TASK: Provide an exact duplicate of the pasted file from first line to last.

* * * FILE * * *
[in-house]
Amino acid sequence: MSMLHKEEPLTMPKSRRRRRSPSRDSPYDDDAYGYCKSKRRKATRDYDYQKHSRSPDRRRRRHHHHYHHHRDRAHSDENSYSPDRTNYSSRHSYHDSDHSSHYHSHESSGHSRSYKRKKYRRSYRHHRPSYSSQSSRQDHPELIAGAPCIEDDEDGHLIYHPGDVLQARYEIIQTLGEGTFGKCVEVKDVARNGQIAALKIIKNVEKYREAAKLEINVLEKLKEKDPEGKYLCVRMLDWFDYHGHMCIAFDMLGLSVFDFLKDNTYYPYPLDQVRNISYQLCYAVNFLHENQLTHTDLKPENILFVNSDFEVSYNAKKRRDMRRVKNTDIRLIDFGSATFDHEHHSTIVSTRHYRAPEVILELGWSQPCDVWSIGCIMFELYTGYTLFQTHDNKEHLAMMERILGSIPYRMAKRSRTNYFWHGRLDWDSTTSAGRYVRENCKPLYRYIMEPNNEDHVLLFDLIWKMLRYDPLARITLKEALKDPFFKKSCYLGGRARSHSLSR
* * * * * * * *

[in-house]
Amino acid sequence: MSMLHKEEPLTMPKSRRRRRSPSRDSPYDDDAYGYCKSKRRKATRDYDYQKHSRSPDRRRRRHHHHYHHHRDRAHSDENSYSPDRTNYSSRHSYHDSDHSSHYHSHESSGHSRSYKRKKYRRSYRHHRPSYSSQSSRQDHPELIAGAPCIEDDEDGHLIYHPGDVLQARYEIIQTLGEGTFGKCVEVKDVARNGQIAALKIIKNVEKYREAAKLEINVLEKLKEKDPEGKYLCVRMLDWFDYHGHMCIAFDMLGLSVFDFLKDNTYYPYPLDQVRNISYQLCYAVNFLHENQLTHTDLKPENILFVNSDFEVSYNAKKRRDMRRVKNTDIRLIDFGSATFDHEHHSTIVSTRHYRAPEVILELGWSQPCDVWSIGCIMFELYTGYTLFQTHDNKEHLAMMERILGSIPYRMAKRSRTNYFWHGRLDWDSTTSAGRYVRENCKPLYRYIMEPNNEDHVLLFDLIWKMLRYDPLARITLKEALKDPFFKKSCYLGGRARSHSLSR